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China clears ‘Dark Knight,’ Spidey showdown

Censors let batpic in; now WB tries to dodge Sony's 'The Amazing Spider-Man'

BEIJING – “The Dark Knight Rises” evaded Chinese censors, but now faces a playdate with “The Amazing Spider-Man,” a box-office showdown that Warner Bros. is still working to avoid.

No dates have been officially set for either superhero pic. But China is looking to extend a blackout period on foreign films to boost poorly performing domestic fare, leaving only a small window for foreign movies — and setting up the logjam that the Los Angeles Times first identified in a Wednesday report.

Biz sources say Chinese authorities are planning to run both Sony’s webslinger reboot and Warners’ trilogy finale Aug. 30. But Warner Bros. is lobbying for a September release date for “Rises,” other sources tell Variety.

Even if they get it, Batman may face Chinese resistance:That month, President Hu Jintao and Premier Wen Jiabao will hand over to expected successors Xi Jinping and Li Keqiang. The power transition is a sensitive time in Chinese politics, often accompanied by restrictions on media and entertainment.

Neither studio had any immediate comment on the situation.

Variety reported earlier Thursday that “Rises” still faced the hurdle of Chinese censors, but in fact the approval had come at least a couple of days ago, kicking off discussions about moving it away from “Spider-Man.”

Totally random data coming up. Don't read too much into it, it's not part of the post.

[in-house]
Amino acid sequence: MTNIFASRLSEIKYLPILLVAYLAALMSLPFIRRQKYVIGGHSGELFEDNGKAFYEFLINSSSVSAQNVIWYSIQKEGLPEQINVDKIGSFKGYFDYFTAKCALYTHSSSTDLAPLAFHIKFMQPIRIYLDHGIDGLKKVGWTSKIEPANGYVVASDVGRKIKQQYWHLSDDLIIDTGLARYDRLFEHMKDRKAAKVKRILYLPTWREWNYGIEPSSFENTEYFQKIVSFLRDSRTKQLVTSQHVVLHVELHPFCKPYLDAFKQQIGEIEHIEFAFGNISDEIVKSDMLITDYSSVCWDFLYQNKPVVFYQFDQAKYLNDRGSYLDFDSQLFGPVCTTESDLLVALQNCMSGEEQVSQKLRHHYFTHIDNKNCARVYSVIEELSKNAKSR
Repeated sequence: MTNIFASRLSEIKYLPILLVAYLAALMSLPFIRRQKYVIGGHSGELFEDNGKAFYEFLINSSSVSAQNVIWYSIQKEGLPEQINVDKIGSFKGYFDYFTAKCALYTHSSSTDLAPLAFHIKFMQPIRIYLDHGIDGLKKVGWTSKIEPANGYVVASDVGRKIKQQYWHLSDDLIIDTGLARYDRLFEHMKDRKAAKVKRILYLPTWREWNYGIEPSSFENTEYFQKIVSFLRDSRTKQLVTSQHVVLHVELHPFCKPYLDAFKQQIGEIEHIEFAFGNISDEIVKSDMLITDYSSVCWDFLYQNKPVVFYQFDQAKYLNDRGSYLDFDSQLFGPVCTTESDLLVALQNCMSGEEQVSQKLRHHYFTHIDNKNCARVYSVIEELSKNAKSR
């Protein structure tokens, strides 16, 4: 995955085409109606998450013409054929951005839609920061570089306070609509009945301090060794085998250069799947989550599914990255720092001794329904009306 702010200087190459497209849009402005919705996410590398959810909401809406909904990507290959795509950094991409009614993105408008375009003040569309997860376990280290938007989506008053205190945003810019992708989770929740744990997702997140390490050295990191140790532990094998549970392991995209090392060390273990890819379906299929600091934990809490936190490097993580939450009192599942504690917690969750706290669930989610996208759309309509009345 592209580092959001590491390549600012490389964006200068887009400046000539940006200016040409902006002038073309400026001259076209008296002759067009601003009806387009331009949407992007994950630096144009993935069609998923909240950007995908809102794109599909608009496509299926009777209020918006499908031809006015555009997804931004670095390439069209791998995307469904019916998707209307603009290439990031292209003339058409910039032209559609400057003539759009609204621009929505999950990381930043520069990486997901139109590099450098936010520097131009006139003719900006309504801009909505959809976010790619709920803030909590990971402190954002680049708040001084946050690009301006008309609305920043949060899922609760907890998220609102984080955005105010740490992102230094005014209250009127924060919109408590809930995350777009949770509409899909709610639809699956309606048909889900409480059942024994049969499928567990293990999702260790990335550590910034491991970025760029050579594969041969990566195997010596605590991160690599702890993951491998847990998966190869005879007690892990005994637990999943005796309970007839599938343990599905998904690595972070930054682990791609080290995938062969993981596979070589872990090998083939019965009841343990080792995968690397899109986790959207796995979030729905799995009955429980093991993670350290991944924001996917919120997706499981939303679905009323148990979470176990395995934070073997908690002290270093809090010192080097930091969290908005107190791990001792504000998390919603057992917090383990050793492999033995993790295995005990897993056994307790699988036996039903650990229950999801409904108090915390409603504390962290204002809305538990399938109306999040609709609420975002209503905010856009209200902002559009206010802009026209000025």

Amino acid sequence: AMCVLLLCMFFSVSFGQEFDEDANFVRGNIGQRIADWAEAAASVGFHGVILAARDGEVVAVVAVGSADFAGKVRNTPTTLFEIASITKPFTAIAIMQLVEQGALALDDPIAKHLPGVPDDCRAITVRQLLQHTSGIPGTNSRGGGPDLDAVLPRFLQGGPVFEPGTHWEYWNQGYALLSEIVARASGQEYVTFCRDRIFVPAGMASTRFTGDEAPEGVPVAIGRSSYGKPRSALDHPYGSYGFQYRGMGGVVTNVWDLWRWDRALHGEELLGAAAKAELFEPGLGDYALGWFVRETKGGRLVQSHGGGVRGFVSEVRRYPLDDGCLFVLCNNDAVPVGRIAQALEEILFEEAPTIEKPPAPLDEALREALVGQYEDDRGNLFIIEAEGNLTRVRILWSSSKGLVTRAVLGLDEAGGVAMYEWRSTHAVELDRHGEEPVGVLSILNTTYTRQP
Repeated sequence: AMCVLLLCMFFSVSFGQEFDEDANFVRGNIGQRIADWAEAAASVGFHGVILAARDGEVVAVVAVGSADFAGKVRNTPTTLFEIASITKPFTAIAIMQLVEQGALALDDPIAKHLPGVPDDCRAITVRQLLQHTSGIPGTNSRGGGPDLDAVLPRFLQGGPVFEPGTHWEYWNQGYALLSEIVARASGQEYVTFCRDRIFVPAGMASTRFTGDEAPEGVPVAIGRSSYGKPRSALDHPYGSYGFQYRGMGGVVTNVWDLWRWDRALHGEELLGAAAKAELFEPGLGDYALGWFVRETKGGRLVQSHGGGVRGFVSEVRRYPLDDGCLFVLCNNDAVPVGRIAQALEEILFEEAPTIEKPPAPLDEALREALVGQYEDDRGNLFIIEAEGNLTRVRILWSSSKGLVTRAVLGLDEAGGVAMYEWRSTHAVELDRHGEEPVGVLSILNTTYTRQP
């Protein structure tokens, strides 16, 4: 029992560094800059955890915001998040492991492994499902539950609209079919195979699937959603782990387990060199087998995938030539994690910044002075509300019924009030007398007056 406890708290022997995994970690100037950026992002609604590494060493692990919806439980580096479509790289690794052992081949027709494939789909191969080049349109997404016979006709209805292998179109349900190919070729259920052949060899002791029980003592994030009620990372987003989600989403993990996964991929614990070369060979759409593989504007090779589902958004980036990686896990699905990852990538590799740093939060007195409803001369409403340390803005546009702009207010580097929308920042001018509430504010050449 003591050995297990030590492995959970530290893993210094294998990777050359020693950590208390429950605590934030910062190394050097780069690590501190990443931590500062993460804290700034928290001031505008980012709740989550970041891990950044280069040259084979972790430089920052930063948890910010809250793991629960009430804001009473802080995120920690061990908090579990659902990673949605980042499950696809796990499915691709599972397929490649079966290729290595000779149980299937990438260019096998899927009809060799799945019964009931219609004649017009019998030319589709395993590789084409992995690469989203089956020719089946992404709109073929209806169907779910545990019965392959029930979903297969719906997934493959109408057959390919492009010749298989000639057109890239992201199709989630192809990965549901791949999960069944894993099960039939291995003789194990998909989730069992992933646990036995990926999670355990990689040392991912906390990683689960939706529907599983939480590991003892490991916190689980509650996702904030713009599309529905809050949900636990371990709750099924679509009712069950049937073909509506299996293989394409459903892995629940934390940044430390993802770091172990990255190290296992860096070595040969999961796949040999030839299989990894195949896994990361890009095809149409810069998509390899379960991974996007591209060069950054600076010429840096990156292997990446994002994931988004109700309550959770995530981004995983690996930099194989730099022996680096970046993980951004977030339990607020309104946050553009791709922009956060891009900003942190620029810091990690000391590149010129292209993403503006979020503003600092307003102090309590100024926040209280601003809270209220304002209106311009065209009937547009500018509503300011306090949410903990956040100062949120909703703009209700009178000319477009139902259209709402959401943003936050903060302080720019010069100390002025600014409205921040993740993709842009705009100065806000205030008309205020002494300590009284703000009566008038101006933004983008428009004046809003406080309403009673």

Many release dates in China are set by the state-owned China Film Group. A “film protection month” announced by the government’s State Administration of Radio, Film and TV will be extended into August, according to local press reports.

Universal’s “The Lorax” and Fox’s “Ice Age: Continental Drift” are expected to go forward with their current July 27 release dates, as the ban typically doesn’t affect animated fare.

“SARFT is making a series of transitional protection measures, which we hope can provide for the development and growth of Chinese films by supporting their roots, and increasing their ability to defend themselves against imported films,” said Zhang Hongsen, vice head of SARFT’s Film Bureau.

He said he hoped that one day Chinese auds would tire of American robots and superheroes. Zhang was quoted in the People’s Daily newspaper, the hugely influential official organ of the ruling Communist Party.

In February, China agreed to raise the import quota by an additional 14 enhanced format films each year and up the revenue share with studios from somewhere around 16% to 25%.

Data for the period since Jun. 28 showed that B.O. receipts were 1.1 billion yuan ($170 million), of which just $160,000 was made by domestic movies.

Wu Hehu, deputy chief manager of Shanghai’s SFG United Circuit, which accounts for 10% of the Chinese cinema market, said he had not seen the screening list for August but the blackout of foreign movies for the month was helping Chinese movies.

“Chinese films have happy, easy days without Hollywood movies,” said Wu.

Chinese B.O. by end June was $1.27 billion, compared to $890 million in the same period last year. Of this, imported movies took $830 million, while Chinese films only took around $440 million, about one third of the B.O.

Nine of the top 10 movies were overseas pics, including the 3D release of “Titanic,” which grossed $153 million in China, the biggest-earning movie so far this year. Others are “Mission: Impossible — Ghost Protocol,” “Battleship,” “The Avengers” and “Men in Black 3.”

The top performing region in terms of B.O. was Guangdong in the south, followed by Beijing, Jiangsu, Shanghai and Zhejiang province.

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